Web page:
Jessamine was perfect. Her change from innocent Jessamine to dark Belladona was intriguing and gradual enough that you could believe it. A person doesn't go from happy, sweet and naive to vicious murderer with an axe to grind and a drug addiction overnight. I liked her physical transformation as well. To me, she was homely and unimpressive, not worth remembering and a face in the crowd. All of the sudden, she was fierce, a force to be reckoned with and gorgeous. And her thought process transformation was most gratifying. The fact that Oleander and the laudanum transformed her mind wholly and completely was amazing to see.

For me, Weed was less impressive. His actions were rather predictable and the purpose behind them was understandable but not very dynamic. I was also less excited about the fact that he needed Signora Baglioni's help to work with plants, despite his ability to communicate with them. How is it that he might not know something when he can talk to them? I do, however, appreciate his unwavering love for Jessamine. No matter what, he loved her hard and fierce and was unequivocally going to fight for her.

Oleander. There is not much more that I can say about him that I haven't already in my review for the Poison Diaries. He's super dark, super twisted. I don't know what he is, whether an actual being or a manifestation of Jessamine's mind or the lingering effects of the poisoning, but I think that adds to his villainous nature. The unknown is the scariest thing of all. And his hold on Jessamine is unmatched.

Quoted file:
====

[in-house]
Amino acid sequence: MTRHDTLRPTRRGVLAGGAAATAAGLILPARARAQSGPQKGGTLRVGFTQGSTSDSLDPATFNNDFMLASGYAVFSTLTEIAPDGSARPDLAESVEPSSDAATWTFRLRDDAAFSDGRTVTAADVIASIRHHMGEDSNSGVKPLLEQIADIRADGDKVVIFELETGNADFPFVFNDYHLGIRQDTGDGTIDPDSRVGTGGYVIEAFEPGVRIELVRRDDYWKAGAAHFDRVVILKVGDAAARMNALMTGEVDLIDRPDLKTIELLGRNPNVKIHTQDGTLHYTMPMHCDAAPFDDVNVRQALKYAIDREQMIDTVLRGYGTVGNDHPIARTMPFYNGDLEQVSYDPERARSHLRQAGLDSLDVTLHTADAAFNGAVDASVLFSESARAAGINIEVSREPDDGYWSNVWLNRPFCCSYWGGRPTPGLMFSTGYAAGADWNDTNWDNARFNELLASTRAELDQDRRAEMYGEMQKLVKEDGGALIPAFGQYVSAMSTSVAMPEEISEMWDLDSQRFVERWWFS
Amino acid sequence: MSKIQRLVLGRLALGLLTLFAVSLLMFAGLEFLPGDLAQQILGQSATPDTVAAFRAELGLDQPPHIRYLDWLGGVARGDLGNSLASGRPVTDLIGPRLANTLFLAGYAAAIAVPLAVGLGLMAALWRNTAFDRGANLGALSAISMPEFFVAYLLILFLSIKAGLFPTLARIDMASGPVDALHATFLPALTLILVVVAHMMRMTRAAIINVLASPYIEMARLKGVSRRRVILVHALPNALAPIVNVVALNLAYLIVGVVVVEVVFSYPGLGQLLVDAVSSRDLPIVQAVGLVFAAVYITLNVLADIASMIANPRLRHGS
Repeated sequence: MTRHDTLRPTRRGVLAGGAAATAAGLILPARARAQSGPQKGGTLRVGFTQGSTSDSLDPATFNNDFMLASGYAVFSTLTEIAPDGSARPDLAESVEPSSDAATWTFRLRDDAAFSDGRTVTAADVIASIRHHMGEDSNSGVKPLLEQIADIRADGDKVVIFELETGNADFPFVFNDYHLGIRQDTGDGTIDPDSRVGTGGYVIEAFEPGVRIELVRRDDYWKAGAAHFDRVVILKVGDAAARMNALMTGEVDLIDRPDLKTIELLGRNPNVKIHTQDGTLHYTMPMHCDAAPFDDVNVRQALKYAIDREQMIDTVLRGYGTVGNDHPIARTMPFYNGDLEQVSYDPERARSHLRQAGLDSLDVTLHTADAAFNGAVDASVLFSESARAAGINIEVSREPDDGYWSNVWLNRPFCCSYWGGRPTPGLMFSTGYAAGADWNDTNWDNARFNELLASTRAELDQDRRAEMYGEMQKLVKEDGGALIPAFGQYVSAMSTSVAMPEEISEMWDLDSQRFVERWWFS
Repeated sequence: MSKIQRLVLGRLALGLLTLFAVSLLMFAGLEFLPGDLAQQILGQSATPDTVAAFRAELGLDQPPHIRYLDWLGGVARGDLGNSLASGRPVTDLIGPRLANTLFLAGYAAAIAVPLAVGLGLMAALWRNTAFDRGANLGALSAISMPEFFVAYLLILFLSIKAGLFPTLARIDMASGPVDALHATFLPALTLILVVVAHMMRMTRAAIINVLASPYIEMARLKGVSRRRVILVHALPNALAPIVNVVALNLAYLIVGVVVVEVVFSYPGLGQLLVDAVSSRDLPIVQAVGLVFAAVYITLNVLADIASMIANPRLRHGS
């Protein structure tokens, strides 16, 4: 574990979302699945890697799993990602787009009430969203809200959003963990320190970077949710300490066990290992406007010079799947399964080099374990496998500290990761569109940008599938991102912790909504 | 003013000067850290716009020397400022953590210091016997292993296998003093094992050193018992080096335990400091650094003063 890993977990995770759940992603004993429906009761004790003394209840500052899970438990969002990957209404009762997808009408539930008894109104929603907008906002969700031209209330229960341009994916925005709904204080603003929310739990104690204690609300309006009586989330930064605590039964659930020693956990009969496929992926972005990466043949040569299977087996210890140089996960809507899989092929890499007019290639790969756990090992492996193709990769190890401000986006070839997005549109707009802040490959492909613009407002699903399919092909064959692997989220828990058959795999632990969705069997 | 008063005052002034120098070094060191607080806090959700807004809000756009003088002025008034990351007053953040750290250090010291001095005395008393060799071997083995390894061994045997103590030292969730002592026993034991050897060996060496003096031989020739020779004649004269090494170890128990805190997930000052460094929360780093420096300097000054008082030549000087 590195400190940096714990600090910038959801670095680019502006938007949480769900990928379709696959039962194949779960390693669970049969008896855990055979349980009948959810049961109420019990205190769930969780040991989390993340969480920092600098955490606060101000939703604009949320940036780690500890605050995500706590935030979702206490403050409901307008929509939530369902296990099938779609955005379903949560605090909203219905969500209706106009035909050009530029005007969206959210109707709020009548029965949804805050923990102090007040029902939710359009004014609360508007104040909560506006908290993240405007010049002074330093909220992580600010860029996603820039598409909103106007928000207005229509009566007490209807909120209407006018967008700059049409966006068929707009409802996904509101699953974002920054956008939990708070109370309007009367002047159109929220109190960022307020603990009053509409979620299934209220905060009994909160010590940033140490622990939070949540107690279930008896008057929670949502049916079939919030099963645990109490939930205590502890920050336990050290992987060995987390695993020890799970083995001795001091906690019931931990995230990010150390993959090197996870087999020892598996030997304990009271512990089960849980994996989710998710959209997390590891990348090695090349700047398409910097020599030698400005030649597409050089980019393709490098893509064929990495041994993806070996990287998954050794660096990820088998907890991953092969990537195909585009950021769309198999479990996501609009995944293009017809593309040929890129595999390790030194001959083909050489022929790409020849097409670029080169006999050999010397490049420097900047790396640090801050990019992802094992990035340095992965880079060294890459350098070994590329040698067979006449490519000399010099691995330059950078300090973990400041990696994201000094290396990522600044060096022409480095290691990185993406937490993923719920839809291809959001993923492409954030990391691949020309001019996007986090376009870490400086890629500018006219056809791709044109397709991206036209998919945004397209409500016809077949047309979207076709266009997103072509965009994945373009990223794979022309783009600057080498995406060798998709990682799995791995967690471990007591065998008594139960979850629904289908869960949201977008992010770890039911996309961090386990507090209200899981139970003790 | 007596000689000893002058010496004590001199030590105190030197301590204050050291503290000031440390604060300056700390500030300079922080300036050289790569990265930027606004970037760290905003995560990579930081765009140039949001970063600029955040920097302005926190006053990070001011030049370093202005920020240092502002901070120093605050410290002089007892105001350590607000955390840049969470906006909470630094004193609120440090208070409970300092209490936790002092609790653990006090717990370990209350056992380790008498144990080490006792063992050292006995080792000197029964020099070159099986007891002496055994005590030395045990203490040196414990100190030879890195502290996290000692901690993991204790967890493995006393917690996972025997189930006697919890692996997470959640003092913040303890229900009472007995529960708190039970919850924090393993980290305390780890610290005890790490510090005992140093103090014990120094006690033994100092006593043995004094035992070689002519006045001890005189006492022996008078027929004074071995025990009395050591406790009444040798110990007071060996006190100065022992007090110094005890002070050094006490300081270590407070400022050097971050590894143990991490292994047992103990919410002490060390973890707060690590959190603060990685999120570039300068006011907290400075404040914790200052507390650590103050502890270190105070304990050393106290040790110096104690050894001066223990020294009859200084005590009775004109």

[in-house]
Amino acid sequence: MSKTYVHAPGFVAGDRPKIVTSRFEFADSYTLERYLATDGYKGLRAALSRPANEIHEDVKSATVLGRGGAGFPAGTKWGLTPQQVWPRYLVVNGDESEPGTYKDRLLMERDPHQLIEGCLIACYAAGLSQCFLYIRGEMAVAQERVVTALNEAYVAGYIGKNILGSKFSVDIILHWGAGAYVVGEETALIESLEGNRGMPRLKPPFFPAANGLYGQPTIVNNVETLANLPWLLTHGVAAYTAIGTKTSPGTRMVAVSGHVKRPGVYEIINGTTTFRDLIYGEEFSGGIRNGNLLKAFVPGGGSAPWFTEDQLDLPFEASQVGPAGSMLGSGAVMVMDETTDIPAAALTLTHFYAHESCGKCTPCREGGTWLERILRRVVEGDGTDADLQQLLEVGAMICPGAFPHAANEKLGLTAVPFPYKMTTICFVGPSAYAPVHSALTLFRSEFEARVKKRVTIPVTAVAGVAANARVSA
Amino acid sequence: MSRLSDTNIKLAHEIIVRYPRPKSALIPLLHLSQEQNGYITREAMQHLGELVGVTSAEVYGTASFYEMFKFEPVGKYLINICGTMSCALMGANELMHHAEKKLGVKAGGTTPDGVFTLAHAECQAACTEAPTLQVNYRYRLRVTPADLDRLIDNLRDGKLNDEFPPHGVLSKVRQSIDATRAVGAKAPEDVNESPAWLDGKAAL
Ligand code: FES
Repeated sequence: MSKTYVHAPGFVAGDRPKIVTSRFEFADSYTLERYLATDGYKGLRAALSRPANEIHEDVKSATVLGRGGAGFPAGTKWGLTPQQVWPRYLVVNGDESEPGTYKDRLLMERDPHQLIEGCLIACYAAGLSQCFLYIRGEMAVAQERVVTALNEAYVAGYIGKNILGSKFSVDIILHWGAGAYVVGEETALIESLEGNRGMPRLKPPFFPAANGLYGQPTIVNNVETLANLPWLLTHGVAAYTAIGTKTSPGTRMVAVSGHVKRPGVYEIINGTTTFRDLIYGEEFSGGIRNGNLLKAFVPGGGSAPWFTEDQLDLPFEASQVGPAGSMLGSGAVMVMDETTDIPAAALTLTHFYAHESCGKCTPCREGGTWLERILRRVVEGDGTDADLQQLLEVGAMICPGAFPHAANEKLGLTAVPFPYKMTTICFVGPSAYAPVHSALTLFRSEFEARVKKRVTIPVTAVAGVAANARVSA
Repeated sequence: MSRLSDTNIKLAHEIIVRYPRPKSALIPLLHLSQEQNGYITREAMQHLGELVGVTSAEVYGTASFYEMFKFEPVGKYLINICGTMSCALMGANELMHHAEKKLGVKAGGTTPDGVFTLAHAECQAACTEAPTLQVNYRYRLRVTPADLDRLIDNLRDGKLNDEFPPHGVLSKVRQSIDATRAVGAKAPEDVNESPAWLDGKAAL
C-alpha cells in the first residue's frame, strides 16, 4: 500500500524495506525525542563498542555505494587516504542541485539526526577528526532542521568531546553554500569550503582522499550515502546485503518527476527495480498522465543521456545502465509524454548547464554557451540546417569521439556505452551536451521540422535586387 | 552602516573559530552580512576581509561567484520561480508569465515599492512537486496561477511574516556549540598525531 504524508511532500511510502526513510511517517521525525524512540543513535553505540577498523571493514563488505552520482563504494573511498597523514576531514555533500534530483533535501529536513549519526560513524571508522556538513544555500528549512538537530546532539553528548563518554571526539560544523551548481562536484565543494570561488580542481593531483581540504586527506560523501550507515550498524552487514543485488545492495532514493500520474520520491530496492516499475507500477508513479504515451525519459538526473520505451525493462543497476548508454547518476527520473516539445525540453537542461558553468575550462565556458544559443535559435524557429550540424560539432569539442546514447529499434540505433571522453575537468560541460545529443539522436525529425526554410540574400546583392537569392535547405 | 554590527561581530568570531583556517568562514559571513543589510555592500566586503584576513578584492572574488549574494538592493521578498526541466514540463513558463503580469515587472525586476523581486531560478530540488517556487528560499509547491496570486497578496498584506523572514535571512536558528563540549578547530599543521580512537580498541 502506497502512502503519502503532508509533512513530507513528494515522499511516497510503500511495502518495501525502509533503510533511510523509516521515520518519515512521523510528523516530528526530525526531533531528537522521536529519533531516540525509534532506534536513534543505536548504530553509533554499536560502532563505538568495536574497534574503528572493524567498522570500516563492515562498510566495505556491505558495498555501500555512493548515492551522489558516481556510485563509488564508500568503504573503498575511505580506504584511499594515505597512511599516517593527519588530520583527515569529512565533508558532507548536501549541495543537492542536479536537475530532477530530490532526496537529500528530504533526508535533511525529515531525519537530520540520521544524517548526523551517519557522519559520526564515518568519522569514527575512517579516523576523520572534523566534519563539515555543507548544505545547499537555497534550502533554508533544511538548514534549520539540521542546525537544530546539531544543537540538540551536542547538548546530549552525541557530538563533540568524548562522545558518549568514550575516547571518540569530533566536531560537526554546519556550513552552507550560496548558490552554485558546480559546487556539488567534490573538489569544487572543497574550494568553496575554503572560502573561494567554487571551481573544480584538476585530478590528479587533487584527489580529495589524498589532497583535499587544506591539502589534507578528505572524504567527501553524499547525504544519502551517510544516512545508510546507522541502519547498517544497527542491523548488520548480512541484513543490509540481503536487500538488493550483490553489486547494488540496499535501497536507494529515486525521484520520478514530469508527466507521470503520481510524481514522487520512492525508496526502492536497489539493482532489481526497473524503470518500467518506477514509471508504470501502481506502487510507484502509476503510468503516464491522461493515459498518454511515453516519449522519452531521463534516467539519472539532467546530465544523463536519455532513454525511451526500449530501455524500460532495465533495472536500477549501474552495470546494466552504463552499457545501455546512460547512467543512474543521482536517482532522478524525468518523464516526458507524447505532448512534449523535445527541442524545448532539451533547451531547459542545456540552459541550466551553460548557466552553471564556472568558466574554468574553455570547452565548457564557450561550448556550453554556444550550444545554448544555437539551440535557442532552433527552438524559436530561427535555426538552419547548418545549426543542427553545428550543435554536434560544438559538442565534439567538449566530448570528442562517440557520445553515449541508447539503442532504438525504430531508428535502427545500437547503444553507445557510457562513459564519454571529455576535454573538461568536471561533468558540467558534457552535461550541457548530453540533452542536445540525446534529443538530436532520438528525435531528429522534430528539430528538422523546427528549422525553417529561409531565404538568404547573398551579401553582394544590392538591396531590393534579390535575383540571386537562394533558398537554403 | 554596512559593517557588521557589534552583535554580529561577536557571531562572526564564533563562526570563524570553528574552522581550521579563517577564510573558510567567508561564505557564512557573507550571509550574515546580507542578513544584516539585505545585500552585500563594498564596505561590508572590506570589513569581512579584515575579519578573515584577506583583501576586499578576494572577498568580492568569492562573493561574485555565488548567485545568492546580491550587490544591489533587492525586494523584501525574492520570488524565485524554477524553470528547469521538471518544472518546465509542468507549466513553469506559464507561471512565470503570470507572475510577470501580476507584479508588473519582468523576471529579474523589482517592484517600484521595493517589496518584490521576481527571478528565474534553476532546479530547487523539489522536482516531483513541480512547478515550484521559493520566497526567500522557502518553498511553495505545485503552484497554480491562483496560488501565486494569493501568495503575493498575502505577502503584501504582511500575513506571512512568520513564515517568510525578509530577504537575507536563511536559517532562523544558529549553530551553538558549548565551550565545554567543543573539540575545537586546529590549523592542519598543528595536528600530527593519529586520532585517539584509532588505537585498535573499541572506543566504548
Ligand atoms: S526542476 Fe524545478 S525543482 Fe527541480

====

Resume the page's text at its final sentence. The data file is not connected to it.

Voice and Prose
Not unlike The Poison Diaries, Nightshade was written with such dark poetry that it's almost read lyrically. The descriptions are fantastic. Everything was described in detail but not so much that it sounded like word vomit or too much effort. Hopefully I won't be ostracized for saying this, but I don't like poetry, I love writing like this.

I love that the plants had more of a voice in this one. They practically screamed they were so loud. Oleander, especially, with his deceitful whisperings and the scared plants that surrounded Weed as he traveled.

Finally, I greatly appreciated the fact that we had point of view from both Jessamine and Weed. I never got confused when it switched from one to the next. After I finished a chapter on Jessamine, I'd want more but then got caught up in Weed's story. A vicious cycle that kept the pages turning. This book is short but with so much happening, it could have been easy to trip and fall through the changes. Not here.

Mythology Reference
I mentioned in my Tweet Review that it's a pseudo-retelling of the Rape of Persephone. Perhaps I'm over thinking it but I can't help but compare the two. Oleander takes Jessamine (Hades takes Persephone), Weed (Demeter) searches for her. There is a return of Jessamine to Weed (Persephone returns from the underworld to her mother) before she decides which road she'll take (Persephone to be the queen of the underworld or not?). Then there's the addition of the changing seasons reference but that's at the end and I won't ruin it for you.

Overall, this was a wonderful read. I am so glad I had the opportunity to read it.

❤ ❤ ❤ ❤ ❤
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Reading Progress

01/20/2012 page 181